Arrow Head Types

As explained by Joe Snell

The arrowhead or projectile point is the primary functional part of the arrow, and plays the largest role in determining its purpose. Some arrows may simply use a sharpened tip of the solid shaft, but it is far more common for separate arrowheads to be made, usually from metal, horn, or some other hard material. Arrowheads are usually separated by function:

Bodkin points

are short, rigid points with a small cross-section. They were made of unhardened iron and may have been used for better or longer flight, or for cheaper production. It has been mistakenly suggested that the bodkin came into its own as a means of penetrating armour, but research6 has found no hardened bodkin points, so it is likely that it was first designed either to extend range or as a cheaper and simpler alternative to the broadhead. In a modern test, a direct hit from a hard steel bodkin point penetrated Damascus chain armour.7 However, archery was not effective against plate armour, which became available to knights of fairly modest means by the late 14th century.8

Blunts

are unsharpened arrowheads occasionally used for types of target shooting, for shooting at stumps or other targets of opportunity, or hunting small game when the goal is to stun the target without penetration. Blunts are commonly made of metal or hard rubber. They may stun, and occasionally, the arrow shaft may penetrate the head and the target; safety is still important with blunt arrows.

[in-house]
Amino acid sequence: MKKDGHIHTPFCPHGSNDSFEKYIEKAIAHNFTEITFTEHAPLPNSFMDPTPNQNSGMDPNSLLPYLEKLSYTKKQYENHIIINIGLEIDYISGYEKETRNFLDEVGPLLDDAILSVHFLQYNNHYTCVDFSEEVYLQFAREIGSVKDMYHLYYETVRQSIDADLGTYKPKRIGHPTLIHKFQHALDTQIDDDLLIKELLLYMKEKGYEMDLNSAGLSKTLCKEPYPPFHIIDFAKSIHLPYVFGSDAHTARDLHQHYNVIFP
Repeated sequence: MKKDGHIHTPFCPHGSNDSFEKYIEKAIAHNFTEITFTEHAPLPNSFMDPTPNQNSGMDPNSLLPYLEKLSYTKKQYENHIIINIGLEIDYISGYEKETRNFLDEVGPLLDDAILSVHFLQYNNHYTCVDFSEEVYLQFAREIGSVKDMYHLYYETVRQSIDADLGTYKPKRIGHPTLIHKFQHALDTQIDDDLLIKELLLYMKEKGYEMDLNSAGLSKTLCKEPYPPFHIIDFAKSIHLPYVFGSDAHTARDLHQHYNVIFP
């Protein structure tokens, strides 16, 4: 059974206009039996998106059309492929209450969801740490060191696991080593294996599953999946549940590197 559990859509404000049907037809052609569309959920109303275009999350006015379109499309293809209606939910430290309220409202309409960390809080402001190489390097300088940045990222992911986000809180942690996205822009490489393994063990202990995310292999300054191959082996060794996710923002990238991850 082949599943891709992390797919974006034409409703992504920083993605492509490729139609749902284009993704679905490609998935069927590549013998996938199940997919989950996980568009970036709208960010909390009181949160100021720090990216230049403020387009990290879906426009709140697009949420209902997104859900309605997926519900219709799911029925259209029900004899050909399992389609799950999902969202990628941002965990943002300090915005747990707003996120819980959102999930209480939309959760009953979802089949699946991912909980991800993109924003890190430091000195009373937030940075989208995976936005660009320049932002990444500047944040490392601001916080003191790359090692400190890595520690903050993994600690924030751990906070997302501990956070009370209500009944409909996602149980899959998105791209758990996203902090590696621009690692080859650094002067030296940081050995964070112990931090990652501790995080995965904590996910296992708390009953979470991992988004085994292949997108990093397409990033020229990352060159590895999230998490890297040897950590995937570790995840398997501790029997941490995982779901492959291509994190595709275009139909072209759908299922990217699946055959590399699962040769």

Judo points

have spring wires extending sideways from the tip. These catch on grass and debris to prevent the arrow from being lost in the vegetation. Used for practice and for small game.

Broadheads

were used for war and are still used for hunting. Medieval broadheads could be made from steel,6 sometimes with hardened edges. They usually have two to four sharp blades that cause massive bleeding in the victim. Their function is to deliver a wide cutting edge so as to kill as quickly as possible by cleanly cutting major blood vessels, and cause further trauma on removal. They are expensive, damage most targets, and are usually not used for practice.

There are two main types of broadheads used by hunters: The fixed-blade and the mechanical types. While the fixed-blade broadhead keeps its blades rigid and unmovable on the broadhead at all times, the mechanical broadhead deploys its blades upon contact with the target, its blades swinging out to wound the target. The mechanical head flies better because it is more streamlined, but has less penetration as it uses some of the kinetic energy in the arrow to deploy its blades.

Field tips

are similar to target points and have a distinct shoulder, so that missed outdoor shots do not become as stuck in obstacles such as tree stumps. They are also used for shooting practice by hunters, by offering similar flight characteristics and weights as broadheads, without getting lodged in target materials and causing excessive damage upon removal.

Target points

are bullet-shaped with a sharp point, designed to penetrate target butts easily without causing excessive damage to them.

Damage modifiers:

Bodkin points: Armor Piercing 2
Blunts: -2 damage
Judo points: only effective vs small game/birds (-3 damage)
Broadheads: Bleeding damage
Field tips: -1 damage
Target points: -1 damage

Medieval Bodkin, Target and Broadhead arrowheads.
Arrowheads

Modern Arrowheads
Target_arrowheads.png

Modern Broadheads
Modern_broadheads.png

Judo and Blunt Arrowheads.
Arrowheads2

Arrow Head Types

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